Reduce star sizes in GIMP! This is a definite way to immediately add punch to your image. By reducing the star sizes you can remove distractions. To me, the stars – whilst pretty – can detract from some images by blanketing them with hundreds of points of light which takes your eyes from the deep sky object. Which is the main focal point of the image, right?
So in this tutorial I will be showing you a way you can use the free image processor GIMP to reduce the star sizes.
If you’re new to editing in GIMP anyway, I have a full tutorial that can be found at the bottom of this page.
How To Reduce Star Sizes In GIMP
Before we start I’ll tell you that in my own workflow I usually perform a star reduction towards the end of processing. By the time I’m reducing stars my deep sky object (DSO) and background sky is where I want them to be, or very close. I’ve performed noise reduction by this stage also, as well as the initial crop to remove stacking artefacts etc.
In this tutorial I’ll be using my image of the Sadr & Butterfly region that was captured with a modified Canon 600D and a Baader 7nm Hydrogen Alpha filter. I’ve already got the nebula quite close to the end of editing here just to keep this tutorial focused and on topic.
This is where I’m at. The image is at a stage now to begin star reduction processing.
To begin with, you should duplicate the layer. This is to see a before and after, but also for further blending if desired at the end. To do this go to Layer – Duplicate Layer
Now rename these layers. The bottom layer we’ll call “Star Reduction Base”, and the top layer we’ll call “Star Reduction”.
Selecting The Stars
By now you’ll have done all the initial steps needed. So it’s time to select the stars themselves to be removed. This is very easily done by using the Colour Select tool found Tools – Selection Tools – Colour Select.
By using Colour Select you’re able to isolate specifics. Not only does it affect colours but also luminance. It’s luminance we’re after. Pay attention to the Threshold setting on the left. This determines how much will be selected.
If your Threshold is too high then you’re likely to select the DSO as well as the stars. Again as it’s based on luminosity. You’ll notice this as you’ll just see the selection around areas of the DSO like this.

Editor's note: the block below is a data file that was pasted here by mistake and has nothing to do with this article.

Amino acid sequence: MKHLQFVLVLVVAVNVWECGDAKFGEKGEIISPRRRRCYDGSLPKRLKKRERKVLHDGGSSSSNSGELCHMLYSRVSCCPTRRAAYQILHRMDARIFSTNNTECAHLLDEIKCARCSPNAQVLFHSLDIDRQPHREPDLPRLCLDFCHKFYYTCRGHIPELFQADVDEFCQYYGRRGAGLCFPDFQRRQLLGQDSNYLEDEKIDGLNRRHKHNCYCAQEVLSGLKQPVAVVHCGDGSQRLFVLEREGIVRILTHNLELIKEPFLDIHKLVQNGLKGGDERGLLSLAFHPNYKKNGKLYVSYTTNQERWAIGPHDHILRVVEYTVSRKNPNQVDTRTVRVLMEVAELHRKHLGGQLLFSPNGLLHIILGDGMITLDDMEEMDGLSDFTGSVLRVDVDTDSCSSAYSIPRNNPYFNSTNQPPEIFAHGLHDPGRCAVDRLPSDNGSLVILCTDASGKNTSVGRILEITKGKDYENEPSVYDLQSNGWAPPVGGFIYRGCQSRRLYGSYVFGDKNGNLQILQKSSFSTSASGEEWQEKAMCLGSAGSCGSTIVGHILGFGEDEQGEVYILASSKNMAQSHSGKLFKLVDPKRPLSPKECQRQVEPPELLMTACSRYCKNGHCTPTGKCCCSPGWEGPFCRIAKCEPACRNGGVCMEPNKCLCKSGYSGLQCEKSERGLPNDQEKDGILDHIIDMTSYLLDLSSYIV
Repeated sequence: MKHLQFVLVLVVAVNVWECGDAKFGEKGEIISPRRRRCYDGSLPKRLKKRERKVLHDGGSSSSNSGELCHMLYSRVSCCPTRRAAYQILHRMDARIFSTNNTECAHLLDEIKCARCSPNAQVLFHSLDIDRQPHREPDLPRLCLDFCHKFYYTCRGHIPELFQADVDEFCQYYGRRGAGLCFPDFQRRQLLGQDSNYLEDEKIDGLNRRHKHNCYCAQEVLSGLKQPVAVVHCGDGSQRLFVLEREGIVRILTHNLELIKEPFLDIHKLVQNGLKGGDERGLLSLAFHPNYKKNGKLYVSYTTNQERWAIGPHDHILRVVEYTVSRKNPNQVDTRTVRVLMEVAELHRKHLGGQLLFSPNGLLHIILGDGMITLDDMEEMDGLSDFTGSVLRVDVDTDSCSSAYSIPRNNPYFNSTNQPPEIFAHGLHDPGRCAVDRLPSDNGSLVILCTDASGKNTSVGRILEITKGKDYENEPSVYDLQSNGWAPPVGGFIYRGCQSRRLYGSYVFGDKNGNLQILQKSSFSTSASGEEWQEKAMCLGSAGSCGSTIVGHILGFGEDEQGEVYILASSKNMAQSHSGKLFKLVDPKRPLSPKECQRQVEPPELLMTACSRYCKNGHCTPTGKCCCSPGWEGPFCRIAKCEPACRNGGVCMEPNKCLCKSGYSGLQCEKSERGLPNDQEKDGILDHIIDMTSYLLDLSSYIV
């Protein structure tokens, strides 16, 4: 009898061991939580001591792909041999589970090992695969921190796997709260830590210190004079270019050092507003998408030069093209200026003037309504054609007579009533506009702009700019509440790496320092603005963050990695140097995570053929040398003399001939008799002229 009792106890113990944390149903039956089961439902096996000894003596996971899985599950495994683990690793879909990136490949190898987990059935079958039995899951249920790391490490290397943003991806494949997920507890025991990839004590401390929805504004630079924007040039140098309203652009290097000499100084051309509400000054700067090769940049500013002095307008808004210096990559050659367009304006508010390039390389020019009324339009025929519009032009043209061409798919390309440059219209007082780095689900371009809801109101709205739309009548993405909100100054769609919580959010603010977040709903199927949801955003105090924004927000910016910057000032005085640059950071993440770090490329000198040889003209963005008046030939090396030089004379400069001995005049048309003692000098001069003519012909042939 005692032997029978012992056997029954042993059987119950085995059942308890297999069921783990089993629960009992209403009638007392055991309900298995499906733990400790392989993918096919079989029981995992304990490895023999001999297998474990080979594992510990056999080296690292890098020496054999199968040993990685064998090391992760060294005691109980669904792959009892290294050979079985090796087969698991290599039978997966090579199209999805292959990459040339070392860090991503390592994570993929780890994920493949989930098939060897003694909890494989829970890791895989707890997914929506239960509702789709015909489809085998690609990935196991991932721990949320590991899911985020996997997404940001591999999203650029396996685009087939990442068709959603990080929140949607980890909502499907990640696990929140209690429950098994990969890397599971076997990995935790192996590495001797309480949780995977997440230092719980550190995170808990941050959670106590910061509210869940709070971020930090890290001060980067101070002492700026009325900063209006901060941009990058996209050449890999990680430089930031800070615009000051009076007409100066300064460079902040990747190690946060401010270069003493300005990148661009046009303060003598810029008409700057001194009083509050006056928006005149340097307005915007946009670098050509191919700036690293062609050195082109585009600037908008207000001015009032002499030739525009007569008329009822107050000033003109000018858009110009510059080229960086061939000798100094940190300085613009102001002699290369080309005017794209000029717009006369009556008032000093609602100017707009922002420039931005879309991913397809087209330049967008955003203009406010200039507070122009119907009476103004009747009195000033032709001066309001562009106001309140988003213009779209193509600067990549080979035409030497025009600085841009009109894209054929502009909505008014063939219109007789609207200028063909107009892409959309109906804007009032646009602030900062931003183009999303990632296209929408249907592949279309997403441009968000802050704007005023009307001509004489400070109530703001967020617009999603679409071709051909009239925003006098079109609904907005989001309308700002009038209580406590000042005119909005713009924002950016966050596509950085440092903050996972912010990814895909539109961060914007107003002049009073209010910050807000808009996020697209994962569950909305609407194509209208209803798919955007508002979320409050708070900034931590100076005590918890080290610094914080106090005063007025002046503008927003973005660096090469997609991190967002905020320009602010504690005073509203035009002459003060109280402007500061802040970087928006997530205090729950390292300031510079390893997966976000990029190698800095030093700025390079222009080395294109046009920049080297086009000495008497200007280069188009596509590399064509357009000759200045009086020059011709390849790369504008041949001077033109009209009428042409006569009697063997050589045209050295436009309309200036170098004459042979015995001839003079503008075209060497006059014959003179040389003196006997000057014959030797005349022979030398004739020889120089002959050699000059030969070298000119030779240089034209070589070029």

So what we have to do is lower the Threshold. What you want to do is use the lowest number you can before it begins selecting the DSO. That way you can select all the stars you can, but not any of the object. In this example a Threshold of about 21 is just right.
Even so if you’ve selected even small bits of the DSO, which still can happen, you’re able to use the Free Select Tool.
Holding Control (or command I think on a Mac) and using left click & drag, you’re able to deselect areas. Draw around the area to be removed from the selection, close the selection by returning back to the first part you clicked. Then press Enter/Return to complete.
Now we’ve selected our stars we want to expand our selection and feather it to remove the hard edge.
Expanding the selection means we’re able to select a bit of the background sky. This further helps the blending process and makes the transition that much more smoother. It can be a subtle difference but has a good impact on the overall effect.
With the selection still active, select the Grow tool by going Select – Grow.
From here we want to expand our selection. This can be image specific depending on scale and resolution. For my example a scale of about 3 is about right. The smaller the stars the more the grow will be noticeable.
Now it’s time to feather. What feathering does is softens the hard edge of a selection. This means the effect is more gentle. Like a rolling bank into a lake rather than a sheer drop. If you want to see this in action, skip this step and test it out. Then come back and feather and see the difference!
Go to Select – Feather.
From here you’ll see the pop up. A larger feather can give a more pleasing effect, but the bigger your feather amount the less stars could be affected. This is because feathering can change the selection. In my example a Feather of about 5 is more than enough.
Now we’re finally ready to reduce the stars.
Reduce Star Sizes
Finally all the preparation work has been done. It’s fine to actually now reduce your star sizes in GIMP. To do this we’re going to use a filter called Value Propagate.
Go to Filters – Distorts – Value Propagate.
This allows you to add more white or more black to the image. To reduce the star sizes we need to change the mode to more black.
Click Mode and from the drop down menu select More Black (Smaller Value). You’ll immediately see the difference!
If this affect is too much for you, you can change the Propagating Rate to reduce the amount of black added to the selection. Reduce that down to your taste. Then sit back and admire how much more your image is popping!
If this is still too much for you, then it’s here where having the background layer comes in. On the Star Reduction layer (the top one that is) change the opacity slider down. This helps you show more of the original image with the full size stars and allows you to blend the reduced stars in.
From here all the stars have been reduced. If you want to reduce big bright stars more, then you can repeat this process. However use a smaller threshold and also layer masks. Repeat the value propagate multiple times if required. Fill it with a white mask, and use a black paint brush on the white mask to show the smaller stars as desired.
Now you can proceed on with final image editing and move on.
Thanks very much for reading. I do hope this tutorial has been useful for you. If it has, let me know! There’s also a video tutorial on my YouTube channel.